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SOCNET  March 2006

SOCNET March 2006

Subject:

Can Network Theory Thwart Terrorists?

From:

Cliff Moser <[log in to unmask]>

Reply-To:

Cliff Moser <[log in to unmask]>

Date:

Sun, 12 Mar 2006 20:26:01 -0800

Content-Type:

text/plain

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*****  To join INSNA, visit http://www.insna.org  *****

Dunno if anyone's posted this yet.

http://www.nytimes.com/2006/03/12/magazine/312wwln_essay.html?_r=1&oref=
slogin


 
From today's NYTimes Magazine....

------------------------------------------------------------------------
--------

March 12, 2006
Idea Lab
 
By PATRICK RADDEN KEEFE


Recent debates about the National Security Agency's
warrantless-eavesdropping program have produced two very different
pictures of the operation. Whereas administration officials describe a
carefully aimed "terrorist surveillance program," press reports depict a
pervasive electronic net ensnaring thousands of innocent people and few
actual terrorists. Could it be that both the administration and its
critics are right? One way to reconcile these divergent accounts - and
explain the administration's decision not to seek warrants for the
surveillance - is to examine a new conceptual paradigm that is changing
how America's spies pursue terrorists: network theory.

During the last decade, mathematicians, physicists and sociologists have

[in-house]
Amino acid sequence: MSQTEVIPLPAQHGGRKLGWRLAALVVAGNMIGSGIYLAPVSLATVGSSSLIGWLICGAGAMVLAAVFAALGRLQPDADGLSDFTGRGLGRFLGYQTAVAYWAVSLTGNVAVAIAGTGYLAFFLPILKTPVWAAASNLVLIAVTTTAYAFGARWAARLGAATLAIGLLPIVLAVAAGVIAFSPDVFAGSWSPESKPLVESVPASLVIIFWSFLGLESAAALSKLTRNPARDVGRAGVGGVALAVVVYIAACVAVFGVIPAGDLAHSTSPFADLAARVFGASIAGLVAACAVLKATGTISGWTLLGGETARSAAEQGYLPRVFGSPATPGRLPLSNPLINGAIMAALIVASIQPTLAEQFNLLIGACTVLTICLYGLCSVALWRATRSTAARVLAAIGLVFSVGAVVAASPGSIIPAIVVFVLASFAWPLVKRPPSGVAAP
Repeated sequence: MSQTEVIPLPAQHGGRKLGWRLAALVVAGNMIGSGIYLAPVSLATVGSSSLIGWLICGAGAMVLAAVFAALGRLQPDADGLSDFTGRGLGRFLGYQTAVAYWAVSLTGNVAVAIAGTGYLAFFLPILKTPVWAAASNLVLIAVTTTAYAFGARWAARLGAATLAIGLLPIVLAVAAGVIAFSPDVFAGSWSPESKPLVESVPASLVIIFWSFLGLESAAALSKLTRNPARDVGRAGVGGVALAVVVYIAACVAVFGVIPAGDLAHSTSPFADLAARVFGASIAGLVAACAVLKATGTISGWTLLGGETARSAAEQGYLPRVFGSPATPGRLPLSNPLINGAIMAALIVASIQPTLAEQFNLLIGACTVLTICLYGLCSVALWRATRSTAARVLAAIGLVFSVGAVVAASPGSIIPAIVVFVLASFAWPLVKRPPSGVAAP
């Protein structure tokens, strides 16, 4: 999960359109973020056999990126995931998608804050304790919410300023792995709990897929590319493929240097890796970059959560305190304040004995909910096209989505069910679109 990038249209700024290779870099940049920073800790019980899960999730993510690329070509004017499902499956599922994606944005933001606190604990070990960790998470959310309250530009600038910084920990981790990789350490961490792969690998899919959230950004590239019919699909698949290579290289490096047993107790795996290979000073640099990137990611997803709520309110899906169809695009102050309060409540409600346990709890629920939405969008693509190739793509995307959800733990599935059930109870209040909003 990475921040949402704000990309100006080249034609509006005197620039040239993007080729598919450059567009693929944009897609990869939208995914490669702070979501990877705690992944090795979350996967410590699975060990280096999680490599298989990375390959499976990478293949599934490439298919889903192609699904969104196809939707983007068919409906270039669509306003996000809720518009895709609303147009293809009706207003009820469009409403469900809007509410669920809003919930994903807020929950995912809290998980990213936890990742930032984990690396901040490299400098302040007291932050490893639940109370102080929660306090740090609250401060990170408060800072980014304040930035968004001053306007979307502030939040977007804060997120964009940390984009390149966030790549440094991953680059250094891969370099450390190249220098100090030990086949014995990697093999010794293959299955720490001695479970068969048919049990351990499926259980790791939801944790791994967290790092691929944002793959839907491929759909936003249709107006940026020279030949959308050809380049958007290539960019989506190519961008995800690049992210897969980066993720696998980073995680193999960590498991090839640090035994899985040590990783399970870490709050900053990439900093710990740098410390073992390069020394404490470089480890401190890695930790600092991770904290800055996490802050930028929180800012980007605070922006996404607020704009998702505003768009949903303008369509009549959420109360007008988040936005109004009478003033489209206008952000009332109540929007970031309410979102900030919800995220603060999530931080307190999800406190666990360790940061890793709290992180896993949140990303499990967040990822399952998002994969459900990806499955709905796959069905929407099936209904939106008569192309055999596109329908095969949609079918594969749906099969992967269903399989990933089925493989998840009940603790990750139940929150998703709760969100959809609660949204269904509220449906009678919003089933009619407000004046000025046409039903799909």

advanced the scientific study of networks, identifying surprising
commonalities among the ways airlines route their flights, people
interact at cocktail parties and crickets synchronize their chirps. In
the increasingly popular language of network theory, individuals are
"nodes," and relationships and interactions form the "links" binding
them together; by mapping those connections, network scientists try to
expose patterns that might not otherwise be apparent. Researchers are
applying newly devised algorithms to vast databases - one academic team
recently examined the e-mail traffic of 43,000 people at a large
university and mapped their social ties. Given the difficulty of
identifying elusive terror cells, it was only a matter of time before
this new science was discovered by America's spies.

In its simplest form, network theory is about connecting the dots.
Stanley Milgram's finding that any two Americans are connected by a mere
six intermediaries - or "degrees of separation" - is one of the
animating ideas behind the science of networks; the Notre Dame physicist
Albert-Laszlo Barabasi studied one obvious network - the Internet - and
found that any two unrelated Web pages are separated by only 19 links.
After Sept. 11, Valdis Krebs, a Cleveland consultant who produces social
network "maps" for corporate and nonprofit clients, decided to map the
hijackers. He started with two of the plotters, Khalid al-Midhar and
Nawaf Alhazmi, and, using press accounts, produced a chart of the
interconnections - shared addresses, telephone numbers, even
frequent-flier numbers - within the group. All of the 19 hijackers were
tied to one another by just a few links, and a disproportionate number
of links converged on the leader, Mohamed Atta. Shortly after posting